Government confirms disconnection plans

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The Queen's Speech didn't mention it, but government are pressing ahead with its plans to disconnect filesharers:

The most headline-grabbing part of the Digital Economy Bill will be a clampdown on onlinepiracy. Last month, Peter Mandelson set out the government's plans for a scheme which would see persistent online sharers of copyrighted material sent a series of warning letters before having their broadband connections slowed down or even suspended.

Music companies welcomed Mandelson's move, which goes further than the measures suggested by Carter in June's Digital Britain report, but internet service providers have warned that the cost of implementing the measures will outweigh the benefits.

There are also fears that innocent internet users could have their wireless broadband networks hijacked by pirates and fall victim to the tough new regime. One of the UK's largest internet service providers, TalkTalk, has already warned that it will launch legal action if the plan is put into action.

Mandy confirms he'll cut off filesharers

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Lord Mandelson, the business secretary, has confirmed that the UK government is planning to cut off filesharers from the internet:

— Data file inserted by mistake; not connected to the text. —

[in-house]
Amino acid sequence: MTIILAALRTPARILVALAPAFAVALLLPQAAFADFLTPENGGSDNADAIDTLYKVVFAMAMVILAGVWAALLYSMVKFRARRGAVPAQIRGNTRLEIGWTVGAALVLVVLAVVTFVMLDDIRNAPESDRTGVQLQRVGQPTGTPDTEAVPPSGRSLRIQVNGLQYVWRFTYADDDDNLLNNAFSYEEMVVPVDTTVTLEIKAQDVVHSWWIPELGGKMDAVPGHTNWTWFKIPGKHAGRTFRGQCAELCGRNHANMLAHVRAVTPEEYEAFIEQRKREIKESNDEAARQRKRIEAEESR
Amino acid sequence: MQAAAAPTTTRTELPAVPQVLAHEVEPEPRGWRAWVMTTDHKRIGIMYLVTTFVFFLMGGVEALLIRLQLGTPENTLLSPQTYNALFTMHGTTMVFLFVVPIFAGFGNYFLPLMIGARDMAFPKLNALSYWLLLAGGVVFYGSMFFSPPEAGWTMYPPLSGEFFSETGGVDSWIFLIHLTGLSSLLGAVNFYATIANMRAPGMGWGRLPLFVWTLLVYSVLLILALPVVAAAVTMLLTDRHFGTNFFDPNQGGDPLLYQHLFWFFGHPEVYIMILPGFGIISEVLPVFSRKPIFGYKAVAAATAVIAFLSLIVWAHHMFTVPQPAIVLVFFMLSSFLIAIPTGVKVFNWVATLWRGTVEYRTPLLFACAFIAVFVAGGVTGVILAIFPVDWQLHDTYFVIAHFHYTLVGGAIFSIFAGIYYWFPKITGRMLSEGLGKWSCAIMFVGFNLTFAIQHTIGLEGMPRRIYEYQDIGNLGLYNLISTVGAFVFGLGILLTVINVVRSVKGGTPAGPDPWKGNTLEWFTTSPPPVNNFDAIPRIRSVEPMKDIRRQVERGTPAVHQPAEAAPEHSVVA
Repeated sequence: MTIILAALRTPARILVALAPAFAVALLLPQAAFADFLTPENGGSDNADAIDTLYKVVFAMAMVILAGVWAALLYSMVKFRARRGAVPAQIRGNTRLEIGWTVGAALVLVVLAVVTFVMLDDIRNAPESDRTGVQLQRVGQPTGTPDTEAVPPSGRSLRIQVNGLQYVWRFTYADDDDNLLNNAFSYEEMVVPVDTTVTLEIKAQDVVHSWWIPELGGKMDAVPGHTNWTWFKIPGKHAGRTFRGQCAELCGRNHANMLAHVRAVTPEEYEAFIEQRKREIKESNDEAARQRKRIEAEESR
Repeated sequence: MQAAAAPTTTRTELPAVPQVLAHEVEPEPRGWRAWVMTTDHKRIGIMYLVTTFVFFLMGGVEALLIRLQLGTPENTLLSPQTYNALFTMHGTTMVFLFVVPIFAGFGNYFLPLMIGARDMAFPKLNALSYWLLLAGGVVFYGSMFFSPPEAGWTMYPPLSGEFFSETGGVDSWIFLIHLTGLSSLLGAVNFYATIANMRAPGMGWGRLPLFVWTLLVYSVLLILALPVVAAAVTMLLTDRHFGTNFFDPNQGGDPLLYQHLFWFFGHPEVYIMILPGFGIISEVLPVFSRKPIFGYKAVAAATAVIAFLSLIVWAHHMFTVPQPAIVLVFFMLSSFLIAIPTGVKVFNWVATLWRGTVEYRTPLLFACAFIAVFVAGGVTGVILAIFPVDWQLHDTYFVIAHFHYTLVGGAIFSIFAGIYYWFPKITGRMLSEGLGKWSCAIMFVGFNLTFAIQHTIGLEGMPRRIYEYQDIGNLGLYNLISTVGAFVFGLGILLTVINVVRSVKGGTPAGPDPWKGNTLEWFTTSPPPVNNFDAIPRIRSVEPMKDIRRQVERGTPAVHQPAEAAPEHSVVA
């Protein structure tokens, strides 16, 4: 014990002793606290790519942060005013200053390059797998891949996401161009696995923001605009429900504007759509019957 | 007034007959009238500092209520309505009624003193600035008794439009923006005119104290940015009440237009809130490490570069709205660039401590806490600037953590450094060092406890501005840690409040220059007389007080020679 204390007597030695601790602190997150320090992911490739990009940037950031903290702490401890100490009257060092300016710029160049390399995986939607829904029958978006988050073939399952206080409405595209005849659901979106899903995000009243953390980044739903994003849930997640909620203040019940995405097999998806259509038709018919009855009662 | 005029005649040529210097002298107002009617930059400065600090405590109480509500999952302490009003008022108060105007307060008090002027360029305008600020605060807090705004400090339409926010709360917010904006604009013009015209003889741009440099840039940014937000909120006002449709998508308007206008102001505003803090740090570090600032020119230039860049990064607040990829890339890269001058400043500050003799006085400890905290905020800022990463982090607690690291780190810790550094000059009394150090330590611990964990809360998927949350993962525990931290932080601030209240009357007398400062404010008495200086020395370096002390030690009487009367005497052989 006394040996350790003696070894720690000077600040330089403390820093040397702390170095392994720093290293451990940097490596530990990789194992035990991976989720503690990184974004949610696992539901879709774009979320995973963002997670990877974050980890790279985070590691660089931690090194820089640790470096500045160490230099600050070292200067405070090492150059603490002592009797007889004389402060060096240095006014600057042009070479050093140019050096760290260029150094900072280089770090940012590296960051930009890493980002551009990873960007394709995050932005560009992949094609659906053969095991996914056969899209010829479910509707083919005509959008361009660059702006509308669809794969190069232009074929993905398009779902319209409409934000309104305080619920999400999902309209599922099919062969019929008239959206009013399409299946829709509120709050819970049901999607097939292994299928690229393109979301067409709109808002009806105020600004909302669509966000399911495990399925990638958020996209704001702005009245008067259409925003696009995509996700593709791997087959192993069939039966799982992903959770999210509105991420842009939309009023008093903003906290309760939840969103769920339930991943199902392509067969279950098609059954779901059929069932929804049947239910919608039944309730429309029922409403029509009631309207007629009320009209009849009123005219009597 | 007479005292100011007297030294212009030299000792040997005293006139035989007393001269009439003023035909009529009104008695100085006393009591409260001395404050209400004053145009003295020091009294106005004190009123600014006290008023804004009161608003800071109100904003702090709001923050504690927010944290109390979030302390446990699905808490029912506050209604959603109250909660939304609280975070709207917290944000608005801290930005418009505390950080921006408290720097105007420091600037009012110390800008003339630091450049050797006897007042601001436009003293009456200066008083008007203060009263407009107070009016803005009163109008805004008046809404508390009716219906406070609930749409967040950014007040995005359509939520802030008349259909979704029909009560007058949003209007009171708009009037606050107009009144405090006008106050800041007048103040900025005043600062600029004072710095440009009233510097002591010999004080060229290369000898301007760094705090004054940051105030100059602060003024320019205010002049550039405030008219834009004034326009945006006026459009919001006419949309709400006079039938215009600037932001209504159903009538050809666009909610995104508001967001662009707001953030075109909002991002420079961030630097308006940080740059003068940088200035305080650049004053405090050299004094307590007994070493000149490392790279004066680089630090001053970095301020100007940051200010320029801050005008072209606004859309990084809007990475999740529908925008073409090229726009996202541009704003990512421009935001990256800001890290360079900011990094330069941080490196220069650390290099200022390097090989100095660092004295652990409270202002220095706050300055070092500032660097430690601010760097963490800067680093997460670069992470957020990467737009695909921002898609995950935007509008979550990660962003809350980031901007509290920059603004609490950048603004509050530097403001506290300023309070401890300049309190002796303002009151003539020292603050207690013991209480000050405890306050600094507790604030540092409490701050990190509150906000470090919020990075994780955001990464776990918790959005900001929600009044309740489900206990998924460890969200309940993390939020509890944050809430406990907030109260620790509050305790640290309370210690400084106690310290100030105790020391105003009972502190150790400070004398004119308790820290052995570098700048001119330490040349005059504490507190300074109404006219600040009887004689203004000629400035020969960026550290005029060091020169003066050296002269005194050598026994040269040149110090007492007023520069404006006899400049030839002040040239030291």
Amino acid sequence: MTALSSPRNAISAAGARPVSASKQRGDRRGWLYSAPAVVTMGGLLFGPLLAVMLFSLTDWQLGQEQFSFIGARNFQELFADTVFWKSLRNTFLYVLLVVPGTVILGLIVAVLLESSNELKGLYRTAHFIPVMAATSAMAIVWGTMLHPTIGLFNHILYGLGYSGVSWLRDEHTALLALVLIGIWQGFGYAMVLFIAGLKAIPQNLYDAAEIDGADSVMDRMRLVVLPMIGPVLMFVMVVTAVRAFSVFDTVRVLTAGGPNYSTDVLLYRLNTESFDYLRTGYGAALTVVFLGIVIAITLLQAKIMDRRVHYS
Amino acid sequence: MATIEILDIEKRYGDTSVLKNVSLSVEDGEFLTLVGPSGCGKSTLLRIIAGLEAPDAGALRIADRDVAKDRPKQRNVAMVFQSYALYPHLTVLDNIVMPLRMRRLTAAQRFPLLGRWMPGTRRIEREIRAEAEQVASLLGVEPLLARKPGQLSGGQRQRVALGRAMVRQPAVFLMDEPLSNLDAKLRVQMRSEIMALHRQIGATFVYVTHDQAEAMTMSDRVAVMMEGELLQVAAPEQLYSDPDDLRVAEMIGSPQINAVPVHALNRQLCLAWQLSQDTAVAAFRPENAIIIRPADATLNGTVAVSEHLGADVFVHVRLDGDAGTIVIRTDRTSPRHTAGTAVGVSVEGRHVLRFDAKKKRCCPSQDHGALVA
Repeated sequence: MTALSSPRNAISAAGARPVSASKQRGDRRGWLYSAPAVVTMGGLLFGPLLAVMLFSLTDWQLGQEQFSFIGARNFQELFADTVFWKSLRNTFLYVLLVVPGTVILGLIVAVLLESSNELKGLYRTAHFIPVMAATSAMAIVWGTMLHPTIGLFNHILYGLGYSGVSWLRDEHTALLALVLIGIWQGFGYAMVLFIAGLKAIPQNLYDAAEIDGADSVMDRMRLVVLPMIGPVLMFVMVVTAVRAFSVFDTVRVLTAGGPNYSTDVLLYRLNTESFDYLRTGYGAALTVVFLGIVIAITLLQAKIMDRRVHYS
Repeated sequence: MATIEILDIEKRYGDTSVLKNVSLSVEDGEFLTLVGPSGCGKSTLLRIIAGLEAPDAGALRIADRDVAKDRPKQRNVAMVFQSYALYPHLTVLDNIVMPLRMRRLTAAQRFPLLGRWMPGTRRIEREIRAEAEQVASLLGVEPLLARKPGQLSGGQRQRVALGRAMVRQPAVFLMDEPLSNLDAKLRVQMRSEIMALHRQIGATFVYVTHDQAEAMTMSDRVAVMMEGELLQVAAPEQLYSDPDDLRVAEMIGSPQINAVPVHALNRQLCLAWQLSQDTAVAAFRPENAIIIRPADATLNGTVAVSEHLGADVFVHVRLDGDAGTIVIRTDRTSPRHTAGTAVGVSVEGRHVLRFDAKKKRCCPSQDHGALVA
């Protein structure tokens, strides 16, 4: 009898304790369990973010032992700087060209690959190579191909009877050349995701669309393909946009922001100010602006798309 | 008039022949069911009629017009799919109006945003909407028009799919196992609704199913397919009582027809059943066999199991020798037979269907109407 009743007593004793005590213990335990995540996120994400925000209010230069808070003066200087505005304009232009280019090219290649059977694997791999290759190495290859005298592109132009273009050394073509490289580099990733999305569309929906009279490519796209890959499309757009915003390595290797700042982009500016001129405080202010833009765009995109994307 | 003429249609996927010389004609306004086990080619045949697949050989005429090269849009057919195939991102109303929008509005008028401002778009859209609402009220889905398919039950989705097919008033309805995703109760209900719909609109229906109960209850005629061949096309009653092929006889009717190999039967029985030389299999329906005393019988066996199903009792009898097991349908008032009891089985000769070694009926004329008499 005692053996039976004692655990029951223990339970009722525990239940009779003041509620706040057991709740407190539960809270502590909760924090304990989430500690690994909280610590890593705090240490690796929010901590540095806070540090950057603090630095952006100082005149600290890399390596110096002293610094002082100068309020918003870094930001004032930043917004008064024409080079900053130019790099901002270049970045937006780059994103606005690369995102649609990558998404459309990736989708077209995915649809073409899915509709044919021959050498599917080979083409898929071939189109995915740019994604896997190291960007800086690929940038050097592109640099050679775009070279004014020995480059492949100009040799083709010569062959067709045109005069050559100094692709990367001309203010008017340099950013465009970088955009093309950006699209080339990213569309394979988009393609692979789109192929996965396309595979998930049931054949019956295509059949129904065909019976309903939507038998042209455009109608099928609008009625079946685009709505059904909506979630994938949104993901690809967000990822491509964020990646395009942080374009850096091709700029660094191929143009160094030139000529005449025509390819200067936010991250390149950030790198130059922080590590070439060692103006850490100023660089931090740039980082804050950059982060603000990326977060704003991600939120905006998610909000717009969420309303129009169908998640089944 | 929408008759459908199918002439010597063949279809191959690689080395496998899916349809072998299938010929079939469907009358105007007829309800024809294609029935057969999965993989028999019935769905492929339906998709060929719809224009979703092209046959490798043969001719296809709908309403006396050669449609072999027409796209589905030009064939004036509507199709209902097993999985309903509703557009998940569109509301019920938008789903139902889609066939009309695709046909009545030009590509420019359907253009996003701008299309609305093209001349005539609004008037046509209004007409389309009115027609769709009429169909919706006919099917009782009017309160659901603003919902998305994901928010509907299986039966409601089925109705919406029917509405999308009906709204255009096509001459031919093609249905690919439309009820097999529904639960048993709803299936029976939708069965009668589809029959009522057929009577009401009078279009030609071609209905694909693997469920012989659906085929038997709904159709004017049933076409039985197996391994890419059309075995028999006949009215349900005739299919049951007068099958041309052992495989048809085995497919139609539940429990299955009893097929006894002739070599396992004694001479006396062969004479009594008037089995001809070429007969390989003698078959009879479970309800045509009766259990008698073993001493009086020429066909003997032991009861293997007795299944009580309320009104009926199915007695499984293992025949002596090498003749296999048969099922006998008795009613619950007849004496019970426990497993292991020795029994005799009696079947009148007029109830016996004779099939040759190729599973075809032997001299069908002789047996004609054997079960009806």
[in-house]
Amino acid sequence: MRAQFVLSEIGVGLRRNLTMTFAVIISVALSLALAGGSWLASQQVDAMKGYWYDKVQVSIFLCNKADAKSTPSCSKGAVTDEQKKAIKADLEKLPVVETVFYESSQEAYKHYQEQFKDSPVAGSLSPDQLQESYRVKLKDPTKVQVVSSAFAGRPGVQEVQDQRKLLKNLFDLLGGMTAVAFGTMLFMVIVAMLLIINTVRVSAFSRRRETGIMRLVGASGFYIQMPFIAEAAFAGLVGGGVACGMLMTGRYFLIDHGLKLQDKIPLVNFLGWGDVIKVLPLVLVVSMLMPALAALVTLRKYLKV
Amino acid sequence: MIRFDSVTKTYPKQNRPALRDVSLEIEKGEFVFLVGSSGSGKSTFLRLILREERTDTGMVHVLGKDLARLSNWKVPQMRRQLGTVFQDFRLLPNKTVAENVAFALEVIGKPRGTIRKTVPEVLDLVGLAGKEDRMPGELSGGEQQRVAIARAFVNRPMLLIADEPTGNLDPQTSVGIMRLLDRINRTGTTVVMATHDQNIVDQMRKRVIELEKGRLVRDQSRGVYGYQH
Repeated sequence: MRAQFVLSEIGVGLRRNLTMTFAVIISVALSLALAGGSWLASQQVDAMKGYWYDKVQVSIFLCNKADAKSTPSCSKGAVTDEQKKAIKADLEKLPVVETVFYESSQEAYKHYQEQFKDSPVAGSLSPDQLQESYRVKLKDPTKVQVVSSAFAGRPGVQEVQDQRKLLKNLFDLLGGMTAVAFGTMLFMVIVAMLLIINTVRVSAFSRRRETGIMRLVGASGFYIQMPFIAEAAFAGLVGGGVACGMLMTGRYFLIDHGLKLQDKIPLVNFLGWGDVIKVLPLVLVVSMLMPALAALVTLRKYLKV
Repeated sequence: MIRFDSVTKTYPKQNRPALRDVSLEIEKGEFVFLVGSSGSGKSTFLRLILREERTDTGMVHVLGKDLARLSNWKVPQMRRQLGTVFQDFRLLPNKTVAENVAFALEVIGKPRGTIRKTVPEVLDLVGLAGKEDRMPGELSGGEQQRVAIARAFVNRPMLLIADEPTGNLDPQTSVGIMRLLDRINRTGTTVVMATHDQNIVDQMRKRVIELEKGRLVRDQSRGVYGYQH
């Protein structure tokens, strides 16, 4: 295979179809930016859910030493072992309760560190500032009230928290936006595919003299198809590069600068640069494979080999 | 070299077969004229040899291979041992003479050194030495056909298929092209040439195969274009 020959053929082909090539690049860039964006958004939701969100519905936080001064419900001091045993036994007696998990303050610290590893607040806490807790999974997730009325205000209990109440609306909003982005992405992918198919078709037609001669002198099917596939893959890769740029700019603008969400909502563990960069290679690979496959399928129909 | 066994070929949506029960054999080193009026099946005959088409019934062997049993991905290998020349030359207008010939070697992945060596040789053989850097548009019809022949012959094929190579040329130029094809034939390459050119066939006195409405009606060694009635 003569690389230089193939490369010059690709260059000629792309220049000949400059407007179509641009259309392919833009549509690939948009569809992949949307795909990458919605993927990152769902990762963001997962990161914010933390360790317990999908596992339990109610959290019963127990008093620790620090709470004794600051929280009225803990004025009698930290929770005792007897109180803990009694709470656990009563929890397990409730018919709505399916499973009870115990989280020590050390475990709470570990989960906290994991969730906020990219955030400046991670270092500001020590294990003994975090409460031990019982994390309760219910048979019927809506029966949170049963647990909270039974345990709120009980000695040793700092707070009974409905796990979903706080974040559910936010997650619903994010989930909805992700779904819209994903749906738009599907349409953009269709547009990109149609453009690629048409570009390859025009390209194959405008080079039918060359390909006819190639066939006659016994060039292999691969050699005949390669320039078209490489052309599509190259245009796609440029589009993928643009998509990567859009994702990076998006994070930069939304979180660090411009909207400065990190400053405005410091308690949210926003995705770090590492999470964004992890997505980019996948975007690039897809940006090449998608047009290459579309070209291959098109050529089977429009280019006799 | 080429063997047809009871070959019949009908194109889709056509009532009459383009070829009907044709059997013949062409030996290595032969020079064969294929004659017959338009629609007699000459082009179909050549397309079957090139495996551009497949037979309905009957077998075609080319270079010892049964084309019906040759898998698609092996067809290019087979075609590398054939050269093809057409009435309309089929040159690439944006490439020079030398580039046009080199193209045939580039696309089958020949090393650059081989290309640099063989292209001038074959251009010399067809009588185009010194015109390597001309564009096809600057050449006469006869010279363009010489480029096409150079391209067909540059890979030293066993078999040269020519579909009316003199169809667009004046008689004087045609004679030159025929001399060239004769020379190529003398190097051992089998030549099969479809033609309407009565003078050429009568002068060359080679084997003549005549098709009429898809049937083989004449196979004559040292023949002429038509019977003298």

The UK government will take steps that will exclude persistent downloaders of content from connecting to the internet, it confirmed today.

The UK business secretary, Lord Peter Mandelson said that the UK would pass legislation to cut off people as a last resort. Before cut off, individuals would receive warnings that their activities had been detected and warned to cease and desist.

Last day for consultation responses

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When the Pirate Party UK was formally registered, one of the first things we did was ask our members to respond to the government's consultation on P2P file sharing. Since then we've seen a lot of developments, with Lord Mandelson threatening to cut whole families off the net for the actions of just one person, and various lobby groups such as the Featured Artists Coalition coming up with their own, often contradictory statements.

If we don't want these profit-motivated groups to write their own laws, then we need to make our voices heard, and one way to do this iby responding to this consultation document.

Why I'm Happy If They Criminalise It

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So, Lord Mandelson comes back from his holiday and decides to pay for it by quickly adding a bit to the Queens Speech that will allow his mates to increase their vast fortunes. http://torrentfreak.com/britain-mulls-turning-7-million-into-download-criminals-090816/

Lets forget the fact that this should all be debated in the Digital Britain debate in parliament later this year and look at what positives might come from this.